Canadians Turning Towards Fixed Rates
A recent poll conducted by Harris/Decima has shown that 50 per cent of all Canadians would choose a fixed rate mortgage if they had to decide today, this is up from 39 per cent in 2011; whereas only 32 per cent would choose a variable rate mortgage, no change from last year. The other 18 per cent aren’t sure which product would be right for them which is much less than the 30 per cent from last year. Likely the shift in preferences from variable to fixed is due to the fact that the majority (86 per cent) of Canadians believe that mortgage rates will either stay the same or increase within the next year.
This poll suggests that more and more Canadians are looking to lock in at the current low fixed interest rates in order to pay off their debt sooner and protect themselves from rising interest rates. As a rule, fixed rate mortgages are normally the product of choice amongst first time home buyers as many are working to establish themselves financially and are attracted to the fact that their rate and payments will not change over the term of their mortgage.
Extra! Extra! Read All About It: Fixed Rates on the Rise
Scotia Bank somewhat slipped under the radar when they withdrew their 4 year promo fixed rates last week and returned to the 4.39 per cent level. This is a little shocking, seeing as it is a huge 140 basis point jump up from the short lived 2.99 per cent rate.
RBC and TD both published a press release earlier this week announcing a number of changes to their pricing strategy, all effective yesterday – Thursday March 29th:
- Both increased their posted 5 year closed fixed rate by 20 basis points to sit at 5.44 per cent
- Both also increased their 5 year closed variable rate by 10 bps to sit at Prime + 0.20 per cent (effectively 3.20 per cent)
- And both have ended the 4 year special closed fixed rate of 2.99 per cent and returned it to 3.49 per cent (only a 50 bps increase vs. Scotia’s 140 bps increase last week).
Low Interest Rate Environment Paired with High Canadian Debt Levels – What is Canada Doing to Prevent a “Crash”?
With interest rates at an all-time low, house prices on an increase, concerns of consumer debt levels and a slowing growth rate in income levels there have been fears of the housing “bubble” bursting. Policy makers and governing bodies alike are consistently revising regulations and even implementing new ones in order to protect Canada from following in the footsteps of our American neighbours.
Most recently, OSFI (Office of the Superintendent of Financial Institutions) has started tightening the underwriting process and lending guidelines for institutions, making it increasingly difficult to obtain financing. Canada generally has stricter guidelines than the States when it comes to qualifying an applicant for a mortgage. The States have a larger number of mortgages funded through a stated income program (vs. Canada who will verify income levels with paystubs, letters from an employer, NOAs etc.), no minimum down payment (Canada requires a minimum of 5%) and lenient debt servicing ratios (Gross Debt Servicing Ratios cannot exceed the 32% mark in Canada).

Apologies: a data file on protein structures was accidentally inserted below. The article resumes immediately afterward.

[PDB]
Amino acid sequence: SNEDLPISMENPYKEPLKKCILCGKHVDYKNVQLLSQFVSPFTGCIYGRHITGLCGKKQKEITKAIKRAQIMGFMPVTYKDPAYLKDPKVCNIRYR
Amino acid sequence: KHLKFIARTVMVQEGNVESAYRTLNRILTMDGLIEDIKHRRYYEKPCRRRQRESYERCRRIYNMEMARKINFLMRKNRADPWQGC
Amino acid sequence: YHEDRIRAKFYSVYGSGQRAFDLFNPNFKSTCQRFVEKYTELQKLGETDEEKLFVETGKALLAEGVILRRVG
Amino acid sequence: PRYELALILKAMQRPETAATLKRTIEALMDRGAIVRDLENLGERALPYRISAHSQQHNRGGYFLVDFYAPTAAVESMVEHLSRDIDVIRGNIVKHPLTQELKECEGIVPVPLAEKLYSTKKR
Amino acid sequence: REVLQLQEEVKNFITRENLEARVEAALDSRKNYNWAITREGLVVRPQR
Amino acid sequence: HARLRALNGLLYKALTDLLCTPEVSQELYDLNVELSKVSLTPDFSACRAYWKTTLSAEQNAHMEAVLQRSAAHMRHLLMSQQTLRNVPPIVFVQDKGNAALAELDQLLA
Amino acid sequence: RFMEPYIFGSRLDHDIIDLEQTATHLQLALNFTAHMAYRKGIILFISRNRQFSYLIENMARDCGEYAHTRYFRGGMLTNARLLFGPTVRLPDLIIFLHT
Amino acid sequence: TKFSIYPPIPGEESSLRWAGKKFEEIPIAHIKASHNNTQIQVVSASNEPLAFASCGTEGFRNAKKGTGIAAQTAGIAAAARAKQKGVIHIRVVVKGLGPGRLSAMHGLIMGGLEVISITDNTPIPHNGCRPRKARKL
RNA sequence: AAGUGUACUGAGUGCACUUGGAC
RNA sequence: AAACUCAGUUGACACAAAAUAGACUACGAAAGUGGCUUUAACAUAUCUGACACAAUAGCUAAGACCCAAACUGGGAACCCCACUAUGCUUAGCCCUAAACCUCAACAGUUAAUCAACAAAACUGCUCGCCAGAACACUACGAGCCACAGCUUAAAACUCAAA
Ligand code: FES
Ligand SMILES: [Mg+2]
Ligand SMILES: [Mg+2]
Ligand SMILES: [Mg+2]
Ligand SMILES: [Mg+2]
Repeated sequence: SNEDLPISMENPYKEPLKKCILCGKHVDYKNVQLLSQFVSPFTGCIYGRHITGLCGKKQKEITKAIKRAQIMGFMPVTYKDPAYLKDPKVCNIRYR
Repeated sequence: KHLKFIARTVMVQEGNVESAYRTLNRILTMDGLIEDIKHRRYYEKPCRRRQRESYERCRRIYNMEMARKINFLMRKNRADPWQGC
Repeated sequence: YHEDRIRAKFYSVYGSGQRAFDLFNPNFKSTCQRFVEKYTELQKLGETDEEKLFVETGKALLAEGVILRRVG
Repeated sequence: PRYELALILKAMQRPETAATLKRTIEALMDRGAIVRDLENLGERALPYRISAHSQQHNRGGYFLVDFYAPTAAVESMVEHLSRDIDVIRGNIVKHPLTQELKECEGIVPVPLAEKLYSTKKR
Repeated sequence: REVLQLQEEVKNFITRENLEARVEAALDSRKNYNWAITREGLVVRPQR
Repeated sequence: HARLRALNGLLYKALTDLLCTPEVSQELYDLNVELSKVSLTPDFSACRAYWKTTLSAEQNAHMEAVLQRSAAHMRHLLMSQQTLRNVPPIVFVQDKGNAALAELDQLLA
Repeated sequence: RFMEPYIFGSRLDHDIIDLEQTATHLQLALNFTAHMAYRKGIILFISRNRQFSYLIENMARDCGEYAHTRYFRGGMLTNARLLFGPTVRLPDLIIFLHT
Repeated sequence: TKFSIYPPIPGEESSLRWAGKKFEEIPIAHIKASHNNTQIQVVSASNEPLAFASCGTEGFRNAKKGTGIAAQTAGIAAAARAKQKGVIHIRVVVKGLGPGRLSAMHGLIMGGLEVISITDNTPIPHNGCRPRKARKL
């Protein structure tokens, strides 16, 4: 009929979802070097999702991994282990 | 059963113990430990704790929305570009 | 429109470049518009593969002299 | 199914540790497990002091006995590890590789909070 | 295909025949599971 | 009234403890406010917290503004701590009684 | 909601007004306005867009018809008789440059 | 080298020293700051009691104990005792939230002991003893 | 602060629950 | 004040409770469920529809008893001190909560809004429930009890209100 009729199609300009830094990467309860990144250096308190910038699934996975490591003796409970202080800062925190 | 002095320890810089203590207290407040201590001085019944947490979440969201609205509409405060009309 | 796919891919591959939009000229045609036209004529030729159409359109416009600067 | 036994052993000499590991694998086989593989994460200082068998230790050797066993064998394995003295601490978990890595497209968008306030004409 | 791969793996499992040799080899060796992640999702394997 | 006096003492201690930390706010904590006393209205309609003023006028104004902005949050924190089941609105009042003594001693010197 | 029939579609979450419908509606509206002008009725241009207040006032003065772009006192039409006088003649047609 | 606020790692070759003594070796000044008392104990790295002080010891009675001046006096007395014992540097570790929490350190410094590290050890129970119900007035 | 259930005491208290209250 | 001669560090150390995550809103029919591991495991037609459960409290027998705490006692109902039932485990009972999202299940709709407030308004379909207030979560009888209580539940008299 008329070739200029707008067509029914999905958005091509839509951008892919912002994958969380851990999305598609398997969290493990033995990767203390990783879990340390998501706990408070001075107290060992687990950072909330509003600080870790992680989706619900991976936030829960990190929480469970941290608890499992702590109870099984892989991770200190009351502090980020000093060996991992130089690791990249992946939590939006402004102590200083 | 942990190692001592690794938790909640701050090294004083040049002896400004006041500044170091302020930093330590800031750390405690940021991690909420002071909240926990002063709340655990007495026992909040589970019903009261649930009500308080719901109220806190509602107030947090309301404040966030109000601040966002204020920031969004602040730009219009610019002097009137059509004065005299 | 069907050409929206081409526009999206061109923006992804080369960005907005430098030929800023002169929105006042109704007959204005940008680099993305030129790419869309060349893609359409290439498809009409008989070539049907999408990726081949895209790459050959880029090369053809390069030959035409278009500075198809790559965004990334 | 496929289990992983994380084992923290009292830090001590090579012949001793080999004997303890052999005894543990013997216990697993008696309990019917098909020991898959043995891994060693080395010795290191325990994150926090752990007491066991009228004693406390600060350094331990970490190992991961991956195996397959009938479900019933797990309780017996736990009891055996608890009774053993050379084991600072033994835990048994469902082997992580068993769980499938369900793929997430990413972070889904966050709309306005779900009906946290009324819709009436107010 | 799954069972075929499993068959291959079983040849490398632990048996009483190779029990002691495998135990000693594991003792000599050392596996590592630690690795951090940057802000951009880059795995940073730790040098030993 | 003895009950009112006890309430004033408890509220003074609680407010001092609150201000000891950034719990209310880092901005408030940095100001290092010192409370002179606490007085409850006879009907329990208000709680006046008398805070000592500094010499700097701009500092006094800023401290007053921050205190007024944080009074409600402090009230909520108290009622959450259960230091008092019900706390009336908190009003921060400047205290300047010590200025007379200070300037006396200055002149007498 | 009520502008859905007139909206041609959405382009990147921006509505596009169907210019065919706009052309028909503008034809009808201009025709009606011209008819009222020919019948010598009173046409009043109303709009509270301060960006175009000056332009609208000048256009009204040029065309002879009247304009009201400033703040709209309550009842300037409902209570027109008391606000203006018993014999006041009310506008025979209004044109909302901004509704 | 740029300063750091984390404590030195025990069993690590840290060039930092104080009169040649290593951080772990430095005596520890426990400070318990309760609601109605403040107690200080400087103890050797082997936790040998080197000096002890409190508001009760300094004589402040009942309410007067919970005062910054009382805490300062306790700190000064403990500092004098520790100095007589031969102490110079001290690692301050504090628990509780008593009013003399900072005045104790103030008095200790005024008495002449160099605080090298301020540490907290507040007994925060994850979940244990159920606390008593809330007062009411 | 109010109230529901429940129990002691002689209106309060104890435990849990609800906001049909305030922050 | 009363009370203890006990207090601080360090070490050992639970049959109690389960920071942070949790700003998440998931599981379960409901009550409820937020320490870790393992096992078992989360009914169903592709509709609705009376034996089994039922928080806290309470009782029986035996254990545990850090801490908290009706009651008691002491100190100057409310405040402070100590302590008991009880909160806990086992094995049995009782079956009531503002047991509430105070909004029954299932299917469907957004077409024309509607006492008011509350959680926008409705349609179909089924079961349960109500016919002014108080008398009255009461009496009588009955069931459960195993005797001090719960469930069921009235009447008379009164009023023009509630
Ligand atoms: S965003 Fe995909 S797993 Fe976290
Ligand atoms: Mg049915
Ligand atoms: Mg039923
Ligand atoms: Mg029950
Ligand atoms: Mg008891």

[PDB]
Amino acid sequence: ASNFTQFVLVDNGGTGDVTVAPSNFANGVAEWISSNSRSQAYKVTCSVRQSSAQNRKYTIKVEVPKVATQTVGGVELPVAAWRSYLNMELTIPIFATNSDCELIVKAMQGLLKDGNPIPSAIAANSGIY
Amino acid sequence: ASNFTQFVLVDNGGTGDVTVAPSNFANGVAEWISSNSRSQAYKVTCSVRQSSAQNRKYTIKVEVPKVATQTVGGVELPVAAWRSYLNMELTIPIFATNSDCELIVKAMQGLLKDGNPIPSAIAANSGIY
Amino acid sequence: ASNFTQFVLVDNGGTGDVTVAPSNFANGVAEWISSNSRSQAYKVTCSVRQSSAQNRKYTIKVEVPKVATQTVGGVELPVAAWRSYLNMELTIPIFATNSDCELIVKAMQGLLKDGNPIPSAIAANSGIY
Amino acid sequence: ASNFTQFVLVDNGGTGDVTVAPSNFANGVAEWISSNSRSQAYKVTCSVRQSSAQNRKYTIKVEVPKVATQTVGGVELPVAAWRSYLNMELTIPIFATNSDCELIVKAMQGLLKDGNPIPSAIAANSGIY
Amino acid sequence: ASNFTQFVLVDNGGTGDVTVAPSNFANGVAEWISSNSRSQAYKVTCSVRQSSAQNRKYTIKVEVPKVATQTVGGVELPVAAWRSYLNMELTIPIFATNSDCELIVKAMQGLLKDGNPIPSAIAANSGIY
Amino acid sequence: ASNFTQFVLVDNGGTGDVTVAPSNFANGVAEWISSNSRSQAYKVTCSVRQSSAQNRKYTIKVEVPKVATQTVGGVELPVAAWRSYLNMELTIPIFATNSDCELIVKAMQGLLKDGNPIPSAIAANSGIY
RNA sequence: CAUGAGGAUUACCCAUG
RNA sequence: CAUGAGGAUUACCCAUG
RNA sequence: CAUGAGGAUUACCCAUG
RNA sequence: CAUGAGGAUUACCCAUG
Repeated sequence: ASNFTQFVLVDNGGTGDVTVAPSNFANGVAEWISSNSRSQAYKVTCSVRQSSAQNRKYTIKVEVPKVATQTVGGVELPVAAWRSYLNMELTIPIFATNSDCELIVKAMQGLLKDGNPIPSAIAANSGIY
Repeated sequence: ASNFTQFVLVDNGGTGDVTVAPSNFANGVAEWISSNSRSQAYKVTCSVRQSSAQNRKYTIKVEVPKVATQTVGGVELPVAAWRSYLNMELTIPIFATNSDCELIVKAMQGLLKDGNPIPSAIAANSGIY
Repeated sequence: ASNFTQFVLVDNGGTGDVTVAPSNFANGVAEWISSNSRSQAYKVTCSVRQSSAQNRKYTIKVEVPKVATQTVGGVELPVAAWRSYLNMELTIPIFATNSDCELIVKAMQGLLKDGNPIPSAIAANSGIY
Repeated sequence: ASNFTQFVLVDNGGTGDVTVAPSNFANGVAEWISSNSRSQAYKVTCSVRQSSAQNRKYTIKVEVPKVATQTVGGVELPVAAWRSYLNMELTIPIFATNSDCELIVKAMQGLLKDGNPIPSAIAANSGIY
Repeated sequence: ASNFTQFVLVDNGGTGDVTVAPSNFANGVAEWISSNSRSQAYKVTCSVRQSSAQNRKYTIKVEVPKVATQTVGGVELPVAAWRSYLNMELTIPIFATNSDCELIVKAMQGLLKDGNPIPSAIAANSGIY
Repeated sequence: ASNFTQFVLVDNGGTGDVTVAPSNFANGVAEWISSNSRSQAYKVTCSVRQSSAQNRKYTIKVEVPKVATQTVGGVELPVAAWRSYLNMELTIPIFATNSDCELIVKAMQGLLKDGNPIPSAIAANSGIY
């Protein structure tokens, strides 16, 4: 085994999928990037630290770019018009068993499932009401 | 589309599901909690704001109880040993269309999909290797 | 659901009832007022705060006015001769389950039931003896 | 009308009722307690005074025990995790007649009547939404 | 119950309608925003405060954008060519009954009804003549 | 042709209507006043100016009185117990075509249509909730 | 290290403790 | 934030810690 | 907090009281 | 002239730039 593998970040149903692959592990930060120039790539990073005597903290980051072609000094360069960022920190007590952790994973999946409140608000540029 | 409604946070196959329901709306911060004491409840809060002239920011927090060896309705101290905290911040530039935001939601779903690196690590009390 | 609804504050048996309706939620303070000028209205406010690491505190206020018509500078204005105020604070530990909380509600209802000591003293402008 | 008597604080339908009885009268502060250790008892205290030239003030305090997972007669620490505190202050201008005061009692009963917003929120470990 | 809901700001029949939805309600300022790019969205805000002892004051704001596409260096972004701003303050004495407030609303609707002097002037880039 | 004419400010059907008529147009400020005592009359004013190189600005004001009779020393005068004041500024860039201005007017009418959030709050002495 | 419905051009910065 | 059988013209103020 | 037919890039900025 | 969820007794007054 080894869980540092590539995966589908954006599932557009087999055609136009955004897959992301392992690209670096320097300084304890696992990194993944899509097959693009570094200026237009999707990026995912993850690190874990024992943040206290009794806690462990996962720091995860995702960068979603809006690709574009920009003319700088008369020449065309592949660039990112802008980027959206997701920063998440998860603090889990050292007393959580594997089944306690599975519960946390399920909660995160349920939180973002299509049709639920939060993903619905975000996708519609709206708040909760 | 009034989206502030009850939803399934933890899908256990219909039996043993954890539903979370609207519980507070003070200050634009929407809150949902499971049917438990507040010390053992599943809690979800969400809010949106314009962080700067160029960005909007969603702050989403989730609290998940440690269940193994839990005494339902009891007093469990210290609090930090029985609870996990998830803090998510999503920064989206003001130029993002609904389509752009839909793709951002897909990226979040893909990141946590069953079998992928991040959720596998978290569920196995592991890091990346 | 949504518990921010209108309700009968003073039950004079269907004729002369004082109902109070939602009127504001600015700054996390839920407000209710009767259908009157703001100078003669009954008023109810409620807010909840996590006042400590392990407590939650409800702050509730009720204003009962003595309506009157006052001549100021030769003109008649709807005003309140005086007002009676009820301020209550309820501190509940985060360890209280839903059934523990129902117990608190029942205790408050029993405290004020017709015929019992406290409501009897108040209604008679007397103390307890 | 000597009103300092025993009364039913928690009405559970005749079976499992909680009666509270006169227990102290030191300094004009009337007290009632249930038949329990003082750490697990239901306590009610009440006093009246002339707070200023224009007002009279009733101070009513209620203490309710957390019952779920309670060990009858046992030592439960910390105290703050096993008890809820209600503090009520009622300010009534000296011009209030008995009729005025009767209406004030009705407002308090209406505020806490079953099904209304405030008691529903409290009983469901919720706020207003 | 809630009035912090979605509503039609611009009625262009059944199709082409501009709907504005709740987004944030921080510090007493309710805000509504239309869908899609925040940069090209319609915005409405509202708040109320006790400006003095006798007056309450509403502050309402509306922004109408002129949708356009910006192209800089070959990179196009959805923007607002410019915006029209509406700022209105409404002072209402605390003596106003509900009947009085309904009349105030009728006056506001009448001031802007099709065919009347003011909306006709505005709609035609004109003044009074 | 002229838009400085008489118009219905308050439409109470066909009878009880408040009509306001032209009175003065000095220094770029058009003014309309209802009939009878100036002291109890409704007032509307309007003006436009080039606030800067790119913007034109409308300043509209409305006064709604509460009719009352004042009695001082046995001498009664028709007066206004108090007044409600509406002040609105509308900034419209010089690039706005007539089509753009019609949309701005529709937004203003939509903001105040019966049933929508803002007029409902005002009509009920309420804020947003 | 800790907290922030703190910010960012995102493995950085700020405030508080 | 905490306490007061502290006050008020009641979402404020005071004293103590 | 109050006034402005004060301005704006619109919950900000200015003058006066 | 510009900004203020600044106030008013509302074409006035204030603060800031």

There has also been a continuing trend away from the ‘riskier’ HELOCs toward termed debt. CMHC no longer provides insurance on the revolving HELOC product (therefore only making them available to home owners on a maximum 80 per cent loan to value basis). HELOCs are generally more difficult to qualify for based on their flexible features like interest only payments and revolving credit limits. And don’t forget that last year the maximum amortization for new high ratio mortgages decreased from 35 years down to 30 years.
Bottom line, the burst of the American housing bubble should have come to no surprise after reviewing the lenient underwriting guidelines they had in place which made it way too easy for Americans to qualify for a mortgage. Something big would need to happen in order for Canada to experience a similar crash.
RateSupermarket.ca Week in Review
Small changes in rates over the last week to the best mortgage rates available on RateSupermarket.ca; the only increase was in the 1 year fixed rate which currently sits at 2.44 percent, up from 2.39 per cent. Although you would expect to see more movement following the major bank’s rate hikes/promotional rate expiry (namely the 4 and 5 year fixed closed rates and the 5 year variable rates), other mortgage professionals are still able to compete and offer their customers preferable rates.
With all of the promotional advertising and exposure that the 2.99 per cent 5 year fixed received, it is no surprise that the 5 year fixed mortgage rate was the most popular product over the last week, with 45.8 per cent of visitors searching for this rate. A close second was the 5 year variable closed rate (38.47 per cent), 10 year fixed closed rate (4.5 per cent) and the 4 year fixed rate (4.2 per cent).